The human brain is equally divided into two hemispheres – left and right, which process different types of information. They work together to keep our emotions in check. The right hemisphere identifies and the left hemisphere interprets different emotions. The right brain identifies negative emotions like fear, anger or danger. It then alerts the left brain, which decides what to do by interpreting the situation and making a logical decision about how to act in response, depending on our memories of previous experiences stored in the hippocampus.

Not surprisingly, memories of previous experiences influence how we respond emotionally to situations. If a person once nearly drowned, the person might experience fear around water. Preconceived ideas also affect emotions. Anticipation and expectations, which are driven by memories of previous events, affect the intensity of an emotional reaction.


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    • Dr Pran Rangan profile imageAUTHOR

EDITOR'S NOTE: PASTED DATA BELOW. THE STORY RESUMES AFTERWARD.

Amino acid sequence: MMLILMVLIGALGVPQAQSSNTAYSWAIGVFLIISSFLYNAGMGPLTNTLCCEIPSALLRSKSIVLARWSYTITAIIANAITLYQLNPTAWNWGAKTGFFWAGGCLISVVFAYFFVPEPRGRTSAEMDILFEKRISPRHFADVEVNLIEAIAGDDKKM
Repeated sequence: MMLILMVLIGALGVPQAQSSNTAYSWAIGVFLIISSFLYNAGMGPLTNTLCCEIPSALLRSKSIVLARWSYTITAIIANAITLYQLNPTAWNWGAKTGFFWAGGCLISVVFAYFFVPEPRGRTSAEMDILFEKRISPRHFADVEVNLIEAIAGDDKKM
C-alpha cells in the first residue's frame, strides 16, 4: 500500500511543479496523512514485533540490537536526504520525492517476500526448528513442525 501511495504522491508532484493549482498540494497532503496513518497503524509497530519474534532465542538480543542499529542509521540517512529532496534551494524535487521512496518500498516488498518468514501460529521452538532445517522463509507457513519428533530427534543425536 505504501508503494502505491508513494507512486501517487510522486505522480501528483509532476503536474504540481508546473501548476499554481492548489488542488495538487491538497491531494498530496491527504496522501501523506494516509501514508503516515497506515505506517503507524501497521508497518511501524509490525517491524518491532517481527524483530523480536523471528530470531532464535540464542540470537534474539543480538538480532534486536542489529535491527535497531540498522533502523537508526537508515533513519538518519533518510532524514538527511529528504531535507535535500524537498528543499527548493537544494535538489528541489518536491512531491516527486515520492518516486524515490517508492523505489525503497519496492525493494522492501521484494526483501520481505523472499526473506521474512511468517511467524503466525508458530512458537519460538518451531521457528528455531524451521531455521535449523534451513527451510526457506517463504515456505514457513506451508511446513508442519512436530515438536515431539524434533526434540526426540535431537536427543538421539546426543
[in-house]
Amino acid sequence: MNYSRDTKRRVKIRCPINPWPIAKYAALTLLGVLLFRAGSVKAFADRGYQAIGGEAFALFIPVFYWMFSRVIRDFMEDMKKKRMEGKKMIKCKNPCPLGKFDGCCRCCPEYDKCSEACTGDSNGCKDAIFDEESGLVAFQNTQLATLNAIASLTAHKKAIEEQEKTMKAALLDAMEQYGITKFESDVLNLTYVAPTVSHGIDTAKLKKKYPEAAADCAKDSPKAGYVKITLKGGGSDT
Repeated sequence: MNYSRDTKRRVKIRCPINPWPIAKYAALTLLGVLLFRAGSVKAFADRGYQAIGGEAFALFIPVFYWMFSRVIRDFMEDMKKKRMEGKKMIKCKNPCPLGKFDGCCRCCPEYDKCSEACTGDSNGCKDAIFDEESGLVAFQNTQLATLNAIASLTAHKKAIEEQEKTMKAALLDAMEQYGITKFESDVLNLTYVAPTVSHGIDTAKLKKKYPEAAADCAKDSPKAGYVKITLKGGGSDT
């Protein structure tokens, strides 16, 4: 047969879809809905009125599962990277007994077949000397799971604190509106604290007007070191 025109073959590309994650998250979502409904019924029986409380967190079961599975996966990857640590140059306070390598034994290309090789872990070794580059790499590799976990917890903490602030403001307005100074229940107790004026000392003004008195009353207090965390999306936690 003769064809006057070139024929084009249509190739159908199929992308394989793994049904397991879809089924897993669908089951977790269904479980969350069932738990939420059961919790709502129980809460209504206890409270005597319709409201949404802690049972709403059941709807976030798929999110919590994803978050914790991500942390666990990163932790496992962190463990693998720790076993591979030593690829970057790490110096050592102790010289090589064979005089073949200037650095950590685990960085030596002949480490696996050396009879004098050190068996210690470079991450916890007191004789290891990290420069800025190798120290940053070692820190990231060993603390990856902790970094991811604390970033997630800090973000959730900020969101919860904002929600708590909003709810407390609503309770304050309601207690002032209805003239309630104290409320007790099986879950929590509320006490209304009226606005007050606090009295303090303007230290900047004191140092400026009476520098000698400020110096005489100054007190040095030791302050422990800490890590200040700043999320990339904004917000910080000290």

Dr Pran Rangan 

      3 years ago from Kanpur (UP), India

      Thanks for finding it useful.

    • Nadine May profile image

      Nadine May 

      3 years ago from Cape Town, Western Cape, South Africa

      This is a very informative article and very useful for my study about the emotions of my characters. Thanks

    • Dr Pran Rangan profile imageAUTHOR

      Dr Pran Rangan 

      3 years ago from Kanpur (UP), India

      Thanks for your nice comments.

    • denise.w.anderson profile image

      Denise W Anderson 

      3 years ago from Bismarck, North Dakota

      I always thought that we processed what happens to us through our past experience before we respond emotionally. You have explained how this happens very nicely. Thank you!

    • Dana Tate profile image

      Dana Tate 

      3 years ago from LOS ANGELES

      Interesting hub. There were some very insightful information here.